I saw these beautiful people at mile 18. I remember running over to them with high fives and saying, “I’m dying.” I’m not sure if they made out what I said, but that was it.
Then, it happened. At mile 19 I started to hit the wall. My left calf started cramping and all I could do was cuss at myself for starting out too fast. Looking at my splits my pace wasn’t affected until mile 21, but trust me it was a struggle. I started walking at the water stops and from miles 21-23 I was walking every half mile for about 15-30 seconds.
On the 23rd mile I had quit. My calf was killing me, I had witnessed people puking on the side of the road, it was now raining pretty hard and all I wanted to do was stop. I felt disappointed in myself. I had spent so many weeks training and it was going to end like this. I was so angry for not following my race plan of going out slow and finishing strong. Also, the 3:15 pace group was gone. I kept them in sight for this long, but not anymore.
As I’m walking down the road I saw what appeared to be a homeless woman waving me along shouting, “C’mon man, c’mon.” You had to hear this lady’s voice to fully understand how funny it was. As depressed as I was, it kind of lifted my spirits. I started running again and as I passed she said, “Got damn boy, you’re fast.” That’s not a typo, that’s what she said. I will never forget that as long as I live. It was just too damn funny. I decided at that point, pain be damned, that I would only walk the water stations and I would finish as strong as possible.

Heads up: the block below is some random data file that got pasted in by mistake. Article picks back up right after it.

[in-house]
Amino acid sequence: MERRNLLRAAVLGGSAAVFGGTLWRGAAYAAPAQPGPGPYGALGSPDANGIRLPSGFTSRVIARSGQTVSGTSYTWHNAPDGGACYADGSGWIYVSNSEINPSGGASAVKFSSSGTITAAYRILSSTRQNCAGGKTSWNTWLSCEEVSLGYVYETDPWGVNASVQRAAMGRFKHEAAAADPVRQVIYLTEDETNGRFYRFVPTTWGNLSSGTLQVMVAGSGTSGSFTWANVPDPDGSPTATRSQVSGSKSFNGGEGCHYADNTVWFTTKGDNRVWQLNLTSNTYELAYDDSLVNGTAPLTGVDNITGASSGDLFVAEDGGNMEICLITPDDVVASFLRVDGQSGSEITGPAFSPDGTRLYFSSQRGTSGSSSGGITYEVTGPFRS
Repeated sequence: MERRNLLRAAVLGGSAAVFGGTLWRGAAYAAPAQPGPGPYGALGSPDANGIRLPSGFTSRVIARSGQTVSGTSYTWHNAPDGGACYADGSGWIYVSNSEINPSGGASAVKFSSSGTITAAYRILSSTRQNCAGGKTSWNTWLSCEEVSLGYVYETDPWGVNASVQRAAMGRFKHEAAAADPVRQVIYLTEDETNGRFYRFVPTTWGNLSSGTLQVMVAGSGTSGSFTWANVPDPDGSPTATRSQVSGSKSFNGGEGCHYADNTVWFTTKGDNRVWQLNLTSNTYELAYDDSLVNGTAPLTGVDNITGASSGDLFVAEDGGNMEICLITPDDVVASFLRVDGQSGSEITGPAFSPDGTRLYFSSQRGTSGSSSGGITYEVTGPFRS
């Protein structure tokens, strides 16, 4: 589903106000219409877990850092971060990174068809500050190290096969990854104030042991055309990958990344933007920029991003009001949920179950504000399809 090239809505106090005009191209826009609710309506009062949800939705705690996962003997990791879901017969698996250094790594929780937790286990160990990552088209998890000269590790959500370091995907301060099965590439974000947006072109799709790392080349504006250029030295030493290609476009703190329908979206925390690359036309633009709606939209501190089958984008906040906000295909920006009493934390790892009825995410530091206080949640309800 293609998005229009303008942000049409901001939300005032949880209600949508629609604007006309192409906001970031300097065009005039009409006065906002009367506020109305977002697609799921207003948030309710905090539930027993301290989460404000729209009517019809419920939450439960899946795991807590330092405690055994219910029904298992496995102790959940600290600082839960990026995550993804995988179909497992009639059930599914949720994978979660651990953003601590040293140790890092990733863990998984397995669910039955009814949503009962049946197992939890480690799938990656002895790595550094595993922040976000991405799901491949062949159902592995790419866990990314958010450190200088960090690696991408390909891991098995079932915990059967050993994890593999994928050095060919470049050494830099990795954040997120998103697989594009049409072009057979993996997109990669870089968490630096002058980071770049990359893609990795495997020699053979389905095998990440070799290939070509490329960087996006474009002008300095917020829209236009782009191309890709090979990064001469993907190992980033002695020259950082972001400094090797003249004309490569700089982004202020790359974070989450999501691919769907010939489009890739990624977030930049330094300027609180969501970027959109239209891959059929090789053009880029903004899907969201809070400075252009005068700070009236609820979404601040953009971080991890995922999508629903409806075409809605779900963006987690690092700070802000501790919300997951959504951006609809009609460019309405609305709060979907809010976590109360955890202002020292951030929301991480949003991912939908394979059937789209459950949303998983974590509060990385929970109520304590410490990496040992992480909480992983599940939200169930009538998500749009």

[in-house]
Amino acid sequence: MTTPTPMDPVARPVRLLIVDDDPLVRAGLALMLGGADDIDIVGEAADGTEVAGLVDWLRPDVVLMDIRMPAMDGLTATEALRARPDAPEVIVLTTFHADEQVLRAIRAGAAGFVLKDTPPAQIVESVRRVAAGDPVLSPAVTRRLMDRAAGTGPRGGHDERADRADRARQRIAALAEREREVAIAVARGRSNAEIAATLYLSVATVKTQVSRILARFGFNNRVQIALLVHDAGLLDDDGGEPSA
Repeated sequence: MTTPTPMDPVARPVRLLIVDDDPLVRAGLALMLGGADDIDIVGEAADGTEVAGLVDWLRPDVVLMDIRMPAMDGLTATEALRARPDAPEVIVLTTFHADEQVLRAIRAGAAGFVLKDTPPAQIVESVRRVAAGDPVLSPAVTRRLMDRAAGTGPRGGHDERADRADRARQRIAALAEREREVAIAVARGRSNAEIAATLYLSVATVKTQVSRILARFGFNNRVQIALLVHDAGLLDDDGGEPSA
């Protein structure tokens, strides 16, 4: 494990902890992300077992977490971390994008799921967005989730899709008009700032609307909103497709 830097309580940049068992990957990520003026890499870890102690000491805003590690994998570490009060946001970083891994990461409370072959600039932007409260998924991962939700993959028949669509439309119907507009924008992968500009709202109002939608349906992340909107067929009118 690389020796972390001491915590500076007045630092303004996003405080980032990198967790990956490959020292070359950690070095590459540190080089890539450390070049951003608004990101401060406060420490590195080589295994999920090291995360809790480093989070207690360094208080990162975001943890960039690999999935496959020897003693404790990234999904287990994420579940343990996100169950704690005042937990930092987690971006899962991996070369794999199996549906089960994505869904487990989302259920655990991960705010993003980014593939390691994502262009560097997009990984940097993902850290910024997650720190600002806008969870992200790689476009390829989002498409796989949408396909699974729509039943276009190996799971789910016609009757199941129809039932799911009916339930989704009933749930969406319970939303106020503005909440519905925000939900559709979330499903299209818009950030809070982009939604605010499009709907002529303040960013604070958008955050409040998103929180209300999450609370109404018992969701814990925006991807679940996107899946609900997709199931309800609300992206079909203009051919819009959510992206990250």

I was able to run sub 8 for the 24th and 25th miles while still walking the water stations. One mile to go. You guys know that feeling. We had met back up with the half-marathoners around mile 25 so I was weaving in and out of them for the last mile. Most of them were walking and they were very encouraging as I ran past. I saw my co-worker/friend with about a half mile to go. He told me I was doing great and took this picture. Again, the damn thumbs.
I ran past supportive Becky one more time all that was left to do was finish. I crossed the finish line and it was a blur after that. My buddy Davey was there and being the awesome, supportive friend that he is. Becky found us and then I officially met Carolyn and Michael. Sadly, I tend to be a complete mess after these things so I’m sure they were underwhelmed with our meeting. I remember being angry at my body for trying to break down, but mainly I was just in pain. I had never felt anything like this and wasn’t able to enjoy the accomplishment quite yet.
Now, I’m proud. I started running to lose weight for someone else. I started racing because I wasn’t good enough for that someone else. I finished my first marathon to prove my worth. This one I did for me. I planned it, I did the training and dammit I finished it. I remember after the first marathon I said, “Worthless people don’t run 26.2 miles.” That’s damn true. You know who runs multiples marathons? Strong people. I am a strong person.
Indianapolis Monumental Marathon: 3:18:11